DOUGLAS J. FARMER (Chapter 17: Discipline and Termination) received his A.B. (magna cum laude) from Harvard University and his J.D. from Harvard Law School. Mr. Farmer is a partner with Sheppard, Mullin, Richter & Hampton LLP in San Francisco, where he specializes in employment law counseling and class action litigation. He was recently identified by Chambers USA as one of California's leading employment lawyers. He is a former EEOC Trial Attorney, a frequent speaker for human resources groups nationwide, and the author of several employment law publications for lawyers. He created one of the first Spanish-language sexual harassment training programs, which has been used by California employers to train managers and employees throughout the Southwest. Mr. Farmer is a member of the San Francisco Bar Association's Diversity Committee.

LISA A. FRANK (Chapter 10: Employee Handbooks) is co-founder of Kasper & Frank LLP. Ms. Frank advises employers on issues such as hiring, leaves of absence, disability accommodation, performance management, wage and hour compliance, reductions in force, and the protection of intellectual property. She also regularly provides management and human resources training and conducts workplace investigations and is a skilled litigator. Before founding Kasper & Frank, she served as partner at one of San Diego's leading employment law firms, in-house counsel at the world's largest independent biotechnology company, and associate at a prominent international law firm. Ms. Frank earned her B.A. (Phi Beta Kappa) from the University of California, Santa Cruz, in 1995, and her J.D. from the University of California, Berkeley, School of Law in 1999.

CYNTHIA E. FRUCHTMAN (Chapter 16: Whistleblower Issues) earned her B.A. from Northwestern University in 1979 and her J.D. from Chicago-Kent College of Law in 1986. She was a law clerk to The Honorable N. Fred Woods of the Los Angeles County Superior Court and to The Honorable Prentice H. Marshall of the U.S. District Court for the Northern District of Illinois. She has been in sole practice in Santa Monica since 1997. Ms. Fruchtman has served as a Guest Lecturer at the University of California, Los Angeles, School of Law and as an Adjunct Professor at California State University in Los Angeles and at Whittier Law School. She is a mediator and Judge Pro Tem for the Los Angeles County Superior Court. In addition, she was Co-Chair of the Los Angeles County Bar Association Bioethics Committee from 1998 to 2000 and is active in the bioethics field, having been appointed to the Joint Bioethics Committee of the Los Angeles County Bar Association and the Los Angeles County Medical Association and serving as a Board Member of The Center for Research and Training in Humane and Ethical Medical Care at the Santa Monica/UCLA Medical Center. Her practice focuses on labor law and civil litigation in the areas of employment, business, and real estate. She has written extensively on employment law and assisted-reproduction topics.

LAWRENCE J. GARTNER (Chapter 1: Hiring Guidelines and Pitfalls) is a partner with the firm of Ballard Spahr LLP in Los Angeles. Mr. Gartner graduated in 1967 from the University of California, Berkeley, and received his law degree in 1970 from Harvard Law School. He is a former trial attorney for the Equal Employment Opportunity Commission. In 1985–1986, he was the Chair of the Public Employment Committee of the Labor and Employment Law Section of the State Bar.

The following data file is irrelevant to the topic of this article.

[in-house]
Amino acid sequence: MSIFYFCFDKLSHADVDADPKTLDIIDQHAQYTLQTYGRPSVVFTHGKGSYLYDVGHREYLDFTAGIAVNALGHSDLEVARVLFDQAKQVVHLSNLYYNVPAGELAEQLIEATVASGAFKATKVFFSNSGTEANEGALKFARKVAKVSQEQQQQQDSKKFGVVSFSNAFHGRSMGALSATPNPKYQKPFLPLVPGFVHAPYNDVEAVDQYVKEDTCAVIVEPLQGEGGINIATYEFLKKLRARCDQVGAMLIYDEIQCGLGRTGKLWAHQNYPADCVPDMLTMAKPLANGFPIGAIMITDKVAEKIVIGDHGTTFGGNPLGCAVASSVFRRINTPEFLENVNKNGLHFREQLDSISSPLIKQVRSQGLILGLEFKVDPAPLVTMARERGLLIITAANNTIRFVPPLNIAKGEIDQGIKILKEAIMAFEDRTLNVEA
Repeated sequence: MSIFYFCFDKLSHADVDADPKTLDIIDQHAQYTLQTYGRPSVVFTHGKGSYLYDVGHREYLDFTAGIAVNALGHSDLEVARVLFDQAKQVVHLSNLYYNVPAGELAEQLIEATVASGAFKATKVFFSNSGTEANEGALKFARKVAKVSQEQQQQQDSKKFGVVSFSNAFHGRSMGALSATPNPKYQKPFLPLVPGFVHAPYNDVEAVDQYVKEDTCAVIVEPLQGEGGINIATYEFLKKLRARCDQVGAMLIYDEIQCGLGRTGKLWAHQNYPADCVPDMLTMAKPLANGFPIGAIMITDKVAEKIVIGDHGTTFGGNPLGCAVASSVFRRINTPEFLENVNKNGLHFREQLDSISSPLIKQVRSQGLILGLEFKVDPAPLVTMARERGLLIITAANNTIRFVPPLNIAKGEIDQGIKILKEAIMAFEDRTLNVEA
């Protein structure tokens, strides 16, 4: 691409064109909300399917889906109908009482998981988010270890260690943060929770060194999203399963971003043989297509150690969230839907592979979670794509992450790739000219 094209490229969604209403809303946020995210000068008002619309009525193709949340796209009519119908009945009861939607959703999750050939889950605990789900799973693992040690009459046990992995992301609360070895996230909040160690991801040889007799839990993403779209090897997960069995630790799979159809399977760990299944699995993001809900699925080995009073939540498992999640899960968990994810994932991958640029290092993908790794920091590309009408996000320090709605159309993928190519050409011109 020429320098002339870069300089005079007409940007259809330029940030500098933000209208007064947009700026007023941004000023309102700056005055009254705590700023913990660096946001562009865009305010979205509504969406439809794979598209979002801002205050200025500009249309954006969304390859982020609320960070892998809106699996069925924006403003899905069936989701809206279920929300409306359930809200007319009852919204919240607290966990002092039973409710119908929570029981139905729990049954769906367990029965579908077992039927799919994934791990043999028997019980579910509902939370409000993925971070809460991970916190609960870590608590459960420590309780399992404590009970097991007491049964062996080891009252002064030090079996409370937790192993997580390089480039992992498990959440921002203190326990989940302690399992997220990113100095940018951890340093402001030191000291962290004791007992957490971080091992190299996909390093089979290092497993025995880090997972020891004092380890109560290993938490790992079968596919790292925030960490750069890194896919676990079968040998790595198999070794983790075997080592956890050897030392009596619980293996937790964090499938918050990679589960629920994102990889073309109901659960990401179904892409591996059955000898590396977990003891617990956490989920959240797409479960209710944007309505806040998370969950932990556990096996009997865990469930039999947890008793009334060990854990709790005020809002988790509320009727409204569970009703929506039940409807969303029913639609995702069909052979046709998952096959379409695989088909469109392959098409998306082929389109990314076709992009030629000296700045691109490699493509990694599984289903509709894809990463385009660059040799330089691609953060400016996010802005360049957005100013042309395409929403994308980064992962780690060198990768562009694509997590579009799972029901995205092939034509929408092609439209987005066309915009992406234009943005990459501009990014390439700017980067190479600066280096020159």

LARRY M. GOLUB (Chapter 19: Insurance Coverage for Employment Claims) is a partner with the firm of Hinshaw & Culbertson LLP in Los Angeles. Mr. Golub graduated magna cum laude in 1979 from the University of California, Los Angeles, and received his law degree magna cum laude in 1983 from the University of California, Hastings College of the Law, where he was the Note and Comment Editor of the Law Review. He served as a Judicial Extern to California Court of Appeals Justice Joseph Grodin in 1982. Among Mr. Golub's insurance-related publications are the following: "Analyzing Coverage: Reading & Interpreting Insurance Policies" and "Claims Involving Excess Insurance," both for California Liability Insurance Practice: Claims & Litigation (Cal CEB 1991); "Business General Liability Policies," for California Insurance Law & Practice (LexisNexis 1992); "Products Liability Insurance," for California Insurance Law & Practice (LexisNexis 1994); and "Identifying and Using Insurance Coverage in Business Litigation," for a CEB business law program presented in 1986, 1989, 1991, and 1993. Mr. Golub also lectures extensively on insurance coverage issues, including the issue of insurance coverage for employment claims.

JOEL GROSSMAN (Chapter 20: Mediation and Arbitration of Employment Disputes) is a mediator and arbitrator with JAMS in Santa Monica. He graduated from the University of Pennsylvania with honors in 1972, received a Masters Degree in English from the University of California, Santa Barbara, in 1974, and received a J.D. from University of California, Los Angeles, School of Law in 1979, where he was elected to the Order of the Coif. He clerked for the Hon. Eugene Wright of the Ninth Circuit Court of Appeals and then joined the Los Angeles office of O'Melveny & Myers, where he practiced labor and employment law. During this period, he co-authored a leading treatise on employment law, The Modern Law of Employment Contracts, with Charles G. Bakaly Jr. After O'Melveny & Myers, Mr. Grossman was a partner with Selvin & Weiner, where he handled labor and litigation matters. In early 1989, he left private practice to become the head of the Labor Relations and Litigation Divisions of Sony Pictures Entertainment, a major studio that produces motion pictures and television. After nearly 15 years at Sony, he became a mediator at ADR Services, Inc., and then moved to JAMS, the nation's leading provider of mediation and arbitration services. He has been selected five times as one of the top neutrals in California by the Daily Journal.